Ancient Athens is often hailed as the home
of democracy by politicians, journalists and academics alike, yet how accurate is this
statement? Irrespective of how democratic you think many modern democracies actually
are, given the power held by special interest groups, it is still interesting to explore
the genesis of an idea that is invoked so often in our times.
The initial shift towards democracy in ancient Athens can be traced to the reforms of the
legislature and poet, Solon, in approximately 593 BC. Solon’s reforms were in part aimed
at increasing the level of citizenry representation in the Athenian political institutions of
the Assembly and the Council. This put ancient Athens on the path towards democracy, however
it was not until more than eight decades later that the move towards democracy truly began
to gain traction. In 510 BC, the reign of the tyrannical family
known as the Peisistratids came to an end, with the final nail in the coffin coming when
Sparta invaded Athens and the wider region of Attica. Two years later, Cleisthenes, a
statesman who is often referred to today as the ‘father of democracy,’ advocated that
the constitution should be modified in a way that would place the sovereign power of the
Athenian political system in the hands of the male citizenry. This is thought to be
the first recorded proposal of democracy in the world, a revolutionary moment in history.
At its core, Cleisthenes’ radical proposal would require that the popular assembly should
decide the outcome of all the key public issues facing the Athenian population.
Cleisthenes’ break with the tradition boundaries of politics in the ancient world was met with
resistance however. The most notable opponent was the Athenian aristocrat, Isagoras, who
appealed to Sparta for assistance. The Spartans invaded Attica once again, yet they were met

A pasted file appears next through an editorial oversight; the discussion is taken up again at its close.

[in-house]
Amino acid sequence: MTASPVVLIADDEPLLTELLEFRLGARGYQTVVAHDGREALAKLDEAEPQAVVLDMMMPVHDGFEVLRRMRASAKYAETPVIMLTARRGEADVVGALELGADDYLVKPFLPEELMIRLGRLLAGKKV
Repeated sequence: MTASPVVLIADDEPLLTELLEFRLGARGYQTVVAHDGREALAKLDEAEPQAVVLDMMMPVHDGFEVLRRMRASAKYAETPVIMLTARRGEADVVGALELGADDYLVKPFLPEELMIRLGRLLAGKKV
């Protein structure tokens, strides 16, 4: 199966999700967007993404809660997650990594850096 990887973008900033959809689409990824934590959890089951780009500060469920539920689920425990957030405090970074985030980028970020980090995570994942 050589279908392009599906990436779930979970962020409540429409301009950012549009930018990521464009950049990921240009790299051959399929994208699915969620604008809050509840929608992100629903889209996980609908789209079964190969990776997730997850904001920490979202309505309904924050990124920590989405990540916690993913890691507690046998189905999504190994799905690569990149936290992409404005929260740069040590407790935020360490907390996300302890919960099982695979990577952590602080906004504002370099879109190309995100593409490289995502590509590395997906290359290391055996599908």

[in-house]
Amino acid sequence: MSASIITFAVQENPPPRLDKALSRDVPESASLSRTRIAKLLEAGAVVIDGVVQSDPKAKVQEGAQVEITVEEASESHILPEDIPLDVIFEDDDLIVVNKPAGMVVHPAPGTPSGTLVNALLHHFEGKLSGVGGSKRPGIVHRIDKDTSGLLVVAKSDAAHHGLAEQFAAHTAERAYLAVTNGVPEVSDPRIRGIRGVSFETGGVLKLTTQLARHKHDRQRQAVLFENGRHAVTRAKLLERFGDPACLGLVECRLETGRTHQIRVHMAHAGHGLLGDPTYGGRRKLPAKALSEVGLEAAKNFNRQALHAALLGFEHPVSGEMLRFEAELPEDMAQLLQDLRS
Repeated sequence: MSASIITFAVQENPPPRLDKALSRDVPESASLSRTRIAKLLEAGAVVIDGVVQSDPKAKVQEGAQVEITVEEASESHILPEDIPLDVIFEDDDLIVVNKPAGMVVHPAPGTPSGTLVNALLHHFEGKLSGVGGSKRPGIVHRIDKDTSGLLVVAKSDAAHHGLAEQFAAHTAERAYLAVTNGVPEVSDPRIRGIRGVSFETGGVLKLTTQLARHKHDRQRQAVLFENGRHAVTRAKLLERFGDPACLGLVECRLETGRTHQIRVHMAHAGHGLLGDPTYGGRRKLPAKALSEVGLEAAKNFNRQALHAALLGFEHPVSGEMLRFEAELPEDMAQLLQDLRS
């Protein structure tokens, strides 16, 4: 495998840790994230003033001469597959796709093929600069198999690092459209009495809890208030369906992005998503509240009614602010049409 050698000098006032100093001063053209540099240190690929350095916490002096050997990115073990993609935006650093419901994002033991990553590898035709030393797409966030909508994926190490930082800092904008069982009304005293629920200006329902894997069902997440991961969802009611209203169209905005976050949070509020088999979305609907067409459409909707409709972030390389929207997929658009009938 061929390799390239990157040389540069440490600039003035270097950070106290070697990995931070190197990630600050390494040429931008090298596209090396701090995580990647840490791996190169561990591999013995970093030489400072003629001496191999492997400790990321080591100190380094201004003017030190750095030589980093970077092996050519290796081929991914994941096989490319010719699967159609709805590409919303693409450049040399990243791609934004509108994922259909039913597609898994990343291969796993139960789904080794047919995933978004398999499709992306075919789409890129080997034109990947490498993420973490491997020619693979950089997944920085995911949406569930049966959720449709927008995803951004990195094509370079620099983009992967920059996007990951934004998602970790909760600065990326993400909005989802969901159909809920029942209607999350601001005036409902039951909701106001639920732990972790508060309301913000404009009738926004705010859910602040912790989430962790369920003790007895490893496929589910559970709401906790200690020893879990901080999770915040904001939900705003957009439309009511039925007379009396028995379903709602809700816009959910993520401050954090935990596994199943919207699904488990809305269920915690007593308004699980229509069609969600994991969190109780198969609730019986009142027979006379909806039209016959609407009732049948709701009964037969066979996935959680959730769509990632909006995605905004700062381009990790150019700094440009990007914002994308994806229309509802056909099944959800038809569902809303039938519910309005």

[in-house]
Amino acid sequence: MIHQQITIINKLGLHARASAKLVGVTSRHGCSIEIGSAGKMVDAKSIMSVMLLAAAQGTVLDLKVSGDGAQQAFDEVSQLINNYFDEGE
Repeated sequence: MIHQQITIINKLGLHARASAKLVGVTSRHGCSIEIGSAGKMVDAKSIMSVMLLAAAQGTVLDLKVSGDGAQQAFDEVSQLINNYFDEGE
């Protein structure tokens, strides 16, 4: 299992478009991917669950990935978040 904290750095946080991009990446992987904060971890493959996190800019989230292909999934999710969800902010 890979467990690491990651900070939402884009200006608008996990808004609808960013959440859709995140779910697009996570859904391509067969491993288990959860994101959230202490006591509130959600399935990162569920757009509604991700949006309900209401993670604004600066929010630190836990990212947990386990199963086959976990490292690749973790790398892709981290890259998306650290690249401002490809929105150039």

with fierce resistance by much of the populace, with the Spartans forced to surrender and
retreat shortly after invading. With the Spartans defeated, the support for
the proposal of Cleisthenes skyrocketed. The distinguishing feature of Athenian democracy
was that the voice of every male citizen was considered equal when debating an issue, irrespective
of class or property owned by the citizen. For the next one hundred and eighty years,
democracy existed and grew in Athens, with only a few short reversals back to oligarchy.
One such instance came after an alliance led by Athens was defeated by an alliance led
by Sparta in the Peloponnesian war. Following the Athenian defeat, a Spartan-imposed oppressive
oligarchy was installed, known as the Thirty Tyrants, yet this was quickly replaced by
democracy again. So, it is clear that ancient Athens had many
elements and principles that we would recognise as democratic today. Yet the form of democracy
in ancient Athens would not be considered a democracy today, as the Athenian form of
democracy did not include a major dimension of democracy in the modern context: that of
inclusion (meaning who is eligible to vote and participate politically). In ancient Athens,
there were severe restrictions as to who could participate in the democratic process. Women